Table 2. Time (user + system) in seconds for generating profiles with various partitions sizes on 2900 avian MP segments

Root mean square deviation plot

Deep sequencing platforms such as 454, Solexa and SOLiD provide opportunities to explore genetic diversity of populations at much greater resolution than Sanger sequencing, Development of quantitative and visual analyses of genome-wide variations are critical for identifying trends and assessing their biological significance. Figure 3 is an example of a root mean square deviation (RMSD) plot applied to a study of viral diversity using deep sequencing data that was generated from a series of coronavirus (CoV) passages. The coronavirus utilized in this study was engineered to produce a rapidly mutating phenotype. Viral RNA from the 1st, 5th and 10th passages was subjected to RT-PCR and amplicons were deeply sequenced with Solexa [13]. Reads were mapped onto a Sanger sequenced reference CoV sequence, GenBank accession AY278741, using RazerS, and a position profile was generated for each of the sequenced passages. The approximate coverage depth for base positions ranged from 500x to 1000x. There was significantly greater sequencing depth for positions covered by overlapping amplicons. The RMSD plot was then generated based on the positional RMSD values computed between the position profiles for each of the passages and the reference. The blue, green, and red glyphs represent variations from the 1st, 5th, and 10th passages, respectively, for each base position. From the RMSD plot, one can determine that the positional distributions of nucleotides have increasingly deviated from the reference. With the association of annotation (not presented), an investigator can quickly determine which genes may have been impacted and focus on their analyses.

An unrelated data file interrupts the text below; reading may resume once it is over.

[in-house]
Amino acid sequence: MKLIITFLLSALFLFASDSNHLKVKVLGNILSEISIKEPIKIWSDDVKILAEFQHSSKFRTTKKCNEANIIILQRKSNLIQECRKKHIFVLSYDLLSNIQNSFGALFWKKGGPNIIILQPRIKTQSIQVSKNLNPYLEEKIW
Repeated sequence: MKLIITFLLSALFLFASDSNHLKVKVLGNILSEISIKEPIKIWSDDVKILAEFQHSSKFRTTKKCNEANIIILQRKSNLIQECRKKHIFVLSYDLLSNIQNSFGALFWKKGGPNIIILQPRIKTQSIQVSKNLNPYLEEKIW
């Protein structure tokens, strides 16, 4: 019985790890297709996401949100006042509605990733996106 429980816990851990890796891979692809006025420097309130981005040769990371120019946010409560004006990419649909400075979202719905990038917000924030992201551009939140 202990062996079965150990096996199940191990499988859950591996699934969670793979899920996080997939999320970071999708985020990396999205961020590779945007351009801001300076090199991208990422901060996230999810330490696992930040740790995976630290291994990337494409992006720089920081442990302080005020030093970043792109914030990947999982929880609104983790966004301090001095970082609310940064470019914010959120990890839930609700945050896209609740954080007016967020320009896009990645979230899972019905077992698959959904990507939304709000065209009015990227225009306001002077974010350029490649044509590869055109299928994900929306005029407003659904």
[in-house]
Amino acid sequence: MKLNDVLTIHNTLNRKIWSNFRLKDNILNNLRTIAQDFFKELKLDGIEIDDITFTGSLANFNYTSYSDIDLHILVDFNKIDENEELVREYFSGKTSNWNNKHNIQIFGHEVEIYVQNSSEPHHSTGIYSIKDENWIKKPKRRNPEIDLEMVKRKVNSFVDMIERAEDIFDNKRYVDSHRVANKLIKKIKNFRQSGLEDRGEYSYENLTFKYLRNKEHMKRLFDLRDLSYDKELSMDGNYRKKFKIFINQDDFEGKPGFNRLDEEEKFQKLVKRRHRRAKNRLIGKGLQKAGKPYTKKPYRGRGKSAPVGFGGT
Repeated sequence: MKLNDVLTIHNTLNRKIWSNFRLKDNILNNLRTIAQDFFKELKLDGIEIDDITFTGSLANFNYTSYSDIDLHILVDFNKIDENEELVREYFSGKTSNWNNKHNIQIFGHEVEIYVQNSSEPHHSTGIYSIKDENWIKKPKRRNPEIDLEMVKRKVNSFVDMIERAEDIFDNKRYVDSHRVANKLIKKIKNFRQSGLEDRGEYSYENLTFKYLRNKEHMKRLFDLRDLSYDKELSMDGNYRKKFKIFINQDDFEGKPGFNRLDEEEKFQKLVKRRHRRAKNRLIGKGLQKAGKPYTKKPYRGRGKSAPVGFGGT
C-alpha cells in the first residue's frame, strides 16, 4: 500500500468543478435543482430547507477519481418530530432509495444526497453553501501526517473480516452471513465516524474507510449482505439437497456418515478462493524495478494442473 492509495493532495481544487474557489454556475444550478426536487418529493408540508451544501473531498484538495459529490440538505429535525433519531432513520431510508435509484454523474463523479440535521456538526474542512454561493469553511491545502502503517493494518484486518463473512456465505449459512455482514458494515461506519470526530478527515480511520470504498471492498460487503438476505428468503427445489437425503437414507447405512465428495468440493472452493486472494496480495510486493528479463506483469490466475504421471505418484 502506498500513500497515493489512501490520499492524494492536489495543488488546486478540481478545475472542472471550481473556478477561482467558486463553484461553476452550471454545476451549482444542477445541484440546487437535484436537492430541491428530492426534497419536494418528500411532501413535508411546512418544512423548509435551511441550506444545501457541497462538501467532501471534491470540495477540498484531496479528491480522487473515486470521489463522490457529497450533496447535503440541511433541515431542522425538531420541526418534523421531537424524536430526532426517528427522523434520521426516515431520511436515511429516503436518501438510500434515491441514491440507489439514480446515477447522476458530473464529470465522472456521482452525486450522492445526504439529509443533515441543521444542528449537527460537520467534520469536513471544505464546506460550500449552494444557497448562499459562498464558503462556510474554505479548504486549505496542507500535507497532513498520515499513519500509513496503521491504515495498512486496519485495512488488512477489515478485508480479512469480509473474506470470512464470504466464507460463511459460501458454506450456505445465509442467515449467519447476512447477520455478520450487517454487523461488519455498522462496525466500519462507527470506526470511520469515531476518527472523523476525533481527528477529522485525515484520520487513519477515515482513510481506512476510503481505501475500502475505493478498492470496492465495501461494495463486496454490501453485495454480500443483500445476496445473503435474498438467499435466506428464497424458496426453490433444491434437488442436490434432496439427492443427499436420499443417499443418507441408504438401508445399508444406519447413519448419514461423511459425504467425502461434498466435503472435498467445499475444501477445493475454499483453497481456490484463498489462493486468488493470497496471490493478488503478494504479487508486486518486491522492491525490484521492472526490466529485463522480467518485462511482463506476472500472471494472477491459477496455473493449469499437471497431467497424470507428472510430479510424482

Shannon entropy plot

The Shannon entropy (SE) plot was then generated to further investigate the variation within the sample of the CoV population sequenced in the 10th passage (Figure 6). The SE plot facilitates distinguishing which positions in the sequenced genomes have higher than background levels of variation. Most of the positions in the analyzed region from 25,500 - 28,000 bp, have an SE close to zero, which would indicate that a single allele was dominant. An SE analysis over time may show SE values for specific positions increase as the viral population began to adapt to growth in the cell culture, and then decrease if an advantageous variation increasingly dominates in the population. Positions with consistently high SE values over time may be experiencing little or no selective pressure. For example, in Figure 6, the variation seen in the SE plot was higher than the background in the region between 26,000 and 26,700. This region encompasses the envelope protein and membrane protein ORFs of the CoV. This data may suggest to researchers that an experiment could be designed to investigate the role of these particular proteins to the CoV's adaptation to growth in cell culture.